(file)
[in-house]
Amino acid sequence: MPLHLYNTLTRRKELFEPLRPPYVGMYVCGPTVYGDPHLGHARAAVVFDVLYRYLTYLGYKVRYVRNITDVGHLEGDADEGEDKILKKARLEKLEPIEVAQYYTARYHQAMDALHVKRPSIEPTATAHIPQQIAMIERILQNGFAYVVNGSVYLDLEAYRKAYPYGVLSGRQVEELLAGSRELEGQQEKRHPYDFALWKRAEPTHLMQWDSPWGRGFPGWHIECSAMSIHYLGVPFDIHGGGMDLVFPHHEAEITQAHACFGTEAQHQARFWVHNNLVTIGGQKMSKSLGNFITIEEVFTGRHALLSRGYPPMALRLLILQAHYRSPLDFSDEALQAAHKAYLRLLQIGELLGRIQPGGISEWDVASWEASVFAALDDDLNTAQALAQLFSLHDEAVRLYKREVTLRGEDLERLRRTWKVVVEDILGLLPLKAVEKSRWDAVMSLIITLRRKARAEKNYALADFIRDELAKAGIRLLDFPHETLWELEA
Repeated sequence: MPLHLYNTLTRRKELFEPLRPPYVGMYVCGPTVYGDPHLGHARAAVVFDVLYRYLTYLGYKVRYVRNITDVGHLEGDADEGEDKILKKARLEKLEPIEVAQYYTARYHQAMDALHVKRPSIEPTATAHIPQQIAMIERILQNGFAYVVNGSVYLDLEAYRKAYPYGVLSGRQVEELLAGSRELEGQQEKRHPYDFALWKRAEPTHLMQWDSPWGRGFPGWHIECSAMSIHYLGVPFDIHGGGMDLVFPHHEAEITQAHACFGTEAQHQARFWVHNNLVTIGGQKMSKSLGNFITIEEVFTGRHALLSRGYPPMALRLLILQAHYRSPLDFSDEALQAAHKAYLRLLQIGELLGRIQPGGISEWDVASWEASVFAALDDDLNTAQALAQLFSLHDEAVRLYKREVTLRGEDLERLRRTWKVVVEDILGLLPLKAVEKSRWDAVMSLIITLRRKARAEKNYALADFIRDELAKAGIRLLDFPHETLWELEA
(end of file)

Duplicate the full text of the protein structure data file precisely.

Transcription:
[in-house]
Amino acid sequence: MPLHLYNTLTRRKELFEPLRPPYVGMYVCGPTVYGDPHLGHARAAVVFDVLYRYLTYLGYKVRYVRNITDVGHLEGDADEGEDKILKKARLEKLEPIEVAQYYTARYHQAMDALHVKRPSIEPTATAHIPQQIAMIERILQNGFAYVVNGSVYLDLEAYRKAYPYGVLSGRQVEELLAGSRELEGQQEKRHPYDFALWKRAEPTHLMQWDSPWGRGFPGWHIECSAMSIHYLGVPFDIHGGGMDLVFPHHEAEITQAHACFGTEAQHQARFWVHNNLVTIGGQKMSKSLGNFITIEEVFTGRHALLSRGYPPMALRLLILQAHYRSPLDFSDEALQAAHKAYLRLLQIGELLGRIQPGGISEWDVASWEASVFAALDDDLNTAQALAQLFSLHDEAVRLYKREVTLRGEDLERLRRTWKVVVEDILGLLPLKAVEKSRWDAVMSLIITLRRKARAEKNYALADFIRDELAKAGIRLLDFPHETLWELEA
Repeated sequence: MPLHLYNTLTRRKELFEPLRPPYVGMYVCGPTVYGDPHLGHARAAVVFDVLYRYLTYLGYKVRYVRNITDVGHLEGDADEGEDKILKKARLEKLEPIEVAQYYTARYHQAMDALHVKRPSIEPTATAHIPQQIAMIERILQNGFAYVVNGSVYLDLEAYRKAYPYGVLSGRQVEELLAGSRELEGQQEKRHPYDFALWKRAEPTHLMQWDSPWGRGFPGWHIECSAMSIHYLGVPFDIHGGGMDLVFPHHEAEITQAHACFGTEAQHQARFWVHNNLVTIGGQKMSKSLGNFITIEEVFTGRHALLSRGYPPMALRLLILQAHYRSPLDFSDEALQAAHKAYLRLLQIGELLGRIQPGGISEWDVASWEASVFAALDDDLNTAQALAQLFSLHDEAVRLYKREVTLRGEDLERLRRTWKVVVEDILGLLPLKAVEKSRWDAVMSLIITLRRKARAEKNYALADFIRDELAKAGIRLLDFPHETLWELEA